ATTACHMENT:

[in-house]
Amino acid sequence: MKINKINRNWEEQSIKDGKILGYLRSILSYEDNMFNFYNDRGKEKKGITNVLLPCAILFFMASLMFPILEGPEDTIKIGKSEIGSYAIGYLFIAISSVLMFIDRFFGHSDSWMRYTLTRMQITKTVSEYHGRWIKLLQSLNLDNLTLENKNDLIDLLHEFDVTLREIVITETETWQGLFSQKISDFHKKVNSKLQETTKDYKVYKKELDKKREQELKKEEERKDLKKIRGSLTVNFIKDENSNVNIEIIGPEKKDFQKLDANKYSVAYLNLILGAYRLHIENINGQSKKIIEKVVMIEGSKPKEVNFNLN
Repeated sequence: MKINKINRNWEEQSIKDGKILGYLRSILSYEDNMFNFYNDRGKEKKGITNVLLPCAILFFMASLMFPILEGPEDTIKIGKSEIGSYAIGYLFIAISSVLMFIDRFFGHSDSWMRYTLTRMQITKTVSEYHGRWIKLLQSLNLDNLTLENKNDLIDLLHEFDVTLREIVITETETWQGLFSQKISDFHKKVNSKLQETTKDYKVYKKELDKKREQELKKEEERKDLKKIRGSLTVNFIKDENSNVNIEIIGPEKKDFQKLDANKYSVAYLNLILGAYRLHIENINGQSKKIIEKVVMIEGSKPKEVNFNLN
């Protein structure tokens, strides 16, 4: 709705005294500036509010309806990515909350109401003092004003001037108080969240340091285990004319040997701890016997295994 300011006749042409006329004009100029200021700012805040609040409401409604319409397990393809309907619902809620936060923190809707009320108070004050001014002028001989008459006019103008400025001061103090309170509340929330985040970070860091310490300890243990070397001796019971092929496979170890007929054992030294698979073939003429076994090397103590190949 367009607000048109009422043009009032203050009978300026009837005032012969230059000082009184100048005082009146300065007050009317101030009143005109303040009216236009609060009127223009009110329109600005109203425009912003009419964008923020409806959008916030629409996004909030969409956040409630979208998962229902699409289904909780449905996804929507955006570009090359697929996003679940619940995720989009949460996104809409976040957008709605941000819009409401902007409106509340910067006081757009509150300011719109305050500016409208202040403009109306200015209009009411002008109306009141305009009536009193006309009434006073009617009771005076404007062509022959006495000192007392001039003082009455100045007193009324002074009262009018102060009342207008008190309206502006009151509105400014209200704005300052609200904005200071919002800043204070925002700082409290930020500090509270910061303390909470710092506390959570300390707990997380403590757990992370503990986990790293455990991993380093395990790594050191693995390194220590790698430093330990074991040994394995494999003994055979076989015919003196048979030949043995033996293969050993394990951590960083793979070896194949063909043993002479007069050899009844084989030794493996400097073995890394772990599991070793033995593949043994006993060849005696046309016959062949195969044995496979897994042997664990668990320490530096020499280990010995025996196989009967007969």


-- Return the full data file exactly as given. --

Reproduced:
[in-house]
Amino acid sequence: MKINKINRNWEEQSIKDGKILGYLRSILSYEDNMFNFYNDRGKEKKGITNVLLPCAILFFMASLMFPILEGPEDTIKIGKSEIGSYAIGYLFIAISSVLMFIDRFFGHSDSWMRYTLTRMQITKTVSEYHGRWIKLLQSLNLDNLTLENKNDLIDLLHEFDVTLREIVITETETWQGLFSQKISDFHKKVNSKLQETTKDYKVYKKELDKKREQELKKEEERKDLKKIRGSLTVNFIKDENSNVNIEIIGPEKKDFQKLDANKYSVAYLNLILGAYRLHIENINGQSKKIIEKVVMIEGSKPKEVNFNLN
Repeated sequence: MKINKINRNWEEQSIKDGKILGYLRSILSYEDNMFNFYNDRGKEKKGITNVLLPCAILFFMASLMFPILEGPEDTIKIGKSEIGSYAIGYLFIAISSVLMFIDRFFGHSDSWMRYTLTRMQITKTVSEYHGRWIKLLQSLNLDNLTLENKNDLIDLLHEFDVTLREIVITETETWQGLFSQKISDFHKKVNSKLQETTKDYKVYKKELDKKREQELKKEEERKDLKKIRGSLTVNFIKDENSNVNIEIIGPEKKDFQKLDANKYSVAYLNLILGAYRLHIENINGQSKKIIEKVVMIEGSKPKEVNFNLN
């Protein structure tokens, strides 16, 4: 709705005294500036509010309806990515909350109401003092004003001037108080969240340091285990004319040997701890016997295994 300011006749042409006329004009100029200021700012805040609040409401409604319409397990393809309907619902809620936060923190809707009320108070004050001014002028001989008459006019103008400025001061103090309170509340929330985040970070860091310490300890243990070397001796019971092929496979170890007929054992030294698979073939003429076994090397103590190949 367009607000048109009422043009009032203050009978300026009837005032012969230059000082009184100048005082009146300065007050009317101030009143005109303040009216236009609060009127223009009110329109600005109203425009912003009419964008923020409806959008916030629409996004909030969409956040409630979208998962229902699409289904909780449905996804929507955006570009090359697929996003679940619940995720989009949460996104809409976040957008709605941000819009409401902007409106509340910067006081757009509150300011719109305050500016409208202040403009109306200015209009009411002008109306009141305009009536009193006309009434006073009617009771005076404007062509022959006495000192007392001039003082009455100045007193009324002074009262009018102060009342207008008190309206502006009151509105400014209200704005300052609200904005200071919002800043204070925002700082409290930020500090509270910061303390909470710092506390959570300390707990997380403590757990992370503990986990790293455990991993380093395990790594050191693995390194220590790698430093330990074991040994394995494999003994055979076989015919003196048979030949043995033996293969050993394990951590960083793979070896194949063909043993002479007069050899009844084989030794493996400097073995890394772990599991070793033995593949043994006993060849005696046309016959062949195969044995496979897994042997664990668990320490530096020499280990010995025996196989009967007969």